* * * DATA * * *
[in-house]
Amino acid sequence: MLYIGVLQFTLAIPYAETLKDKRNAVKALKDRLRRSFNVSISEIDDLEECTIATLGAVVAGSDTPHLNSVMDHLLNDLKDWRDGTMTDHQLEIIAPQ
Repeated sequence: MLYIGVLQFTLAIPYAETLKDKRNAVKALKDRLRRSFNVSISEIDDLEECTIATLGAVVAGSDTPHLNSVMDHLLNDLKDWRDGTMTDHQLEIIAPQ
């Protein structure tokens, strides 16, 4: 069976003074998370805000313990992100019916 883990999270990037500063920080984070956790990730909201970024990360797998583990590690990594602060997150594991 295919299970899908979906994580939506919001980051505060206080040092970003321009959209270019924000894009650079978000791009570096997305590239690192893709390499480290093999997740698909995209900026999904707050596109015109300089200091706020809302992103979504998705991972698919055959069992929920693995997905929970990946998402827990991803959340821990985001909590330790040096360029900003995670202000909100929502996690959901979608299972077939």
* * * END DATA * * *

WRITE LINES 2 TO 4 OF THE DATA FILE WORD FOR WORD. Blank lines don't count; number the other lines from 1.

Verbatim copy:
Amino acid sequence: MLYIGVLQFTLAIPYAETLKDKRNAVKALKDRLRRSFNVSISEIDDLEECTIATLGAVVAGSDTPHLNSVMDHLLNDLKDWRDGTMTDHQLEIIAPQ
Repeated sequence: MLYIGVLQFTLAIPYAETLKDKRNAVKALKDRLRRSFNVSISEIDDLEECTIATLGAVVAGSDTPHLNSVMDHLLNDLKDWRDGTMTDHQLEIIAPQ
């Protein structure tokens, strides 16, 4: 069976003074998370805000313990992100019916 883990999270990037500063920080984070956790990730909201970024990360797998583990590690990594602060997150594991 295919299970899908979906994580939506919001980051505060206080040092970003321009959209270019924000894009650079978000791009570096997305590239690192893709390499480290093999997740698909995209900026999904707050596109015109300089200091706020809302992103979504998705991972698919055959069992929920693995997905929970990946998402827990991803959340821990985001909590330790040096360029900003995670202000909100929502996690959901979608299972077939």